4 Things Interns Should Know In Order To Create Effective Design

Ola Intern

Meet our talented intern, Olabimpe Agunloye -- or Ola, for short. Ola is senior at the Fashion Institute of Technology (FIT) in New York, studying graphic design. FIT is a SUNY school known for establishing innovative designers into an environment that helps push design forward. In fact, there are several FIT alumni within ProjectEd’s design team and solidified their love for design when embarking on their own internship experiences.

As with everything we do at ProjectEd, we want to pay it forward and instill the same sense of hard work and imagination in future designers, which is why we started our design internship program in the first place. It’s no secret that we pride ourselves in impeccable and careful design. From conception to execution, our designers not only use best practices for the product but also a unique touch of creativity.

Whether you’re an aspiring designer or are thinking about starting your own internship program, here are some of our goals we have outlined for future designers (and what we hope Ola takes away after her internship with us):

1. Use what you’ve learned and expand on it.

As a design student, you may learn the fundamentals of design such as typography, content, hierarchy, color scheme, and emotional impact. Of course, all of these elements are crucial in executing the design, but it’s also important to observe and learn how to speak to a client. Communicating your vision to a non-designer may be one of the most vital skills you’ll learn in the workforce.  Some clients will let you take an idea and run with it, while others may need a considerable amount of hand-holding.

2. Your work is precious, but so are deadlines.

Let’s face it: designers are artists with a bit of a perfectionist streak. While it would be ideal to have all the time in the world to perfectly execute your vision, your project manager will be pulling out their hair and your client will be waiting forever for their finished product. This is why understanding the project requirements is crucial before jumping into the nitty gritty of creating. When you understand the project inside and out, it will be easier to work on a schedule and complete your project on time. It all starts with the very first workshop.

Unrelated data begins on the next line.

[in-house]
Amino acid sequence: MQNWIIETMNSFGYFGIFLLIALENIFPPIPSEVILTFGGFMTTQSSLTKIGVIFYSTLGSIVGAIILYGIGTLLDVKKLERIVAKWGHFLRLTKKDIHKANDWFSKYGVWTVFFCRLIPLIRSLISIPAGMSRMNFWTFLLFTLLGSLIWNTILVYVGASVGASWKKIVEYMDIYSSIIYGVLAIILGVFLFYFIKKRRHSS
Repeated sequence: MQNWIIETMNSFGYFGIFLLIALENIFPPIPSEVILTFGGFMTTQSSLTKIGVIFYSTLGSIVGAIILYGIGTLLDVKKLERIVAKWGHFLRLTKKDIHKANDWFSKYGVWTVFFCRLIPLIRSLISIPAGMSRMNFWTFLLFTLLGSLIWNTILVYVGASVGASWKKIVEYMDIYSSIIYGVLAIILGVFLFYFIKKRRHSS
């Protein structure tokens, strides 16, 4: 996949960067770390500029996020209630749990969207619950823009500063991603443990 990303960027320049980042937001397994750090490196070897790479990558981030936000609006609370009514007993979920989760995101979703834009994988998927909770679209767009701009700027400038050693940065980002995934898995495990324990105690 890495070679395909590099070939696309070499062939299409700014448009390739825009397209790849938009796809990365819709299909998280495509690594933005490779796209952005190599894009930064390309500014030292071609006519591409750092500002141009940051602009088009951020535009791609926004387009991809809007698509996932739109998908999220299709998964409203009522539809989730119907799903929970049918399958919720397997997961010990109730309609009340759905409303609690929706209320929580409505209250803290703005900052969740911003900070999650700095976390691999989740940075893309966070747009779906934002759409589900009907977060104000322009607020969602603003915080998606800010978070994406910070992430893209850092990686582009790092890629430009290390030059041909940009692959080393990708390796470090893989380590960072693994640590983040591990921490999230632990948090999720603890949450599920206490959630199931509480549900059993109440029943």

In our kick-off workshops, we work shoulder-to-shoulder with our clients to clarify and perfect their vision for the project -- that way everyone leaves day one with the same goal. From there, the ball starts rolling.

Here are the steps we take to ensure everyone on the team is on the same page from start to finish:

Workshop Design

3. Your face may be in a screen most of the time, but face-to-face time is crucial.

If you think you’re going to escape those dreaded group projects from school after you graduate, think again. Learning how to effectively collaborate professionally will help your design immensely in the “real world.” You are not only learning how to be a team player, but you’re also learning vital communication skills and most importantly, how to instill trust and camaraderie in your team. Unlike group projects in school, everyone is doing their fair share of work (at least, here at ProjectEd we do anyway)!

Even in individual projects in school, you are responsible for doing everything, such as copywriting, design, project management, etc. However, when you are in the workforce,  your team is likely made up of different people in each of these roles, so it’s important to learn and understand how each role interacts with each other.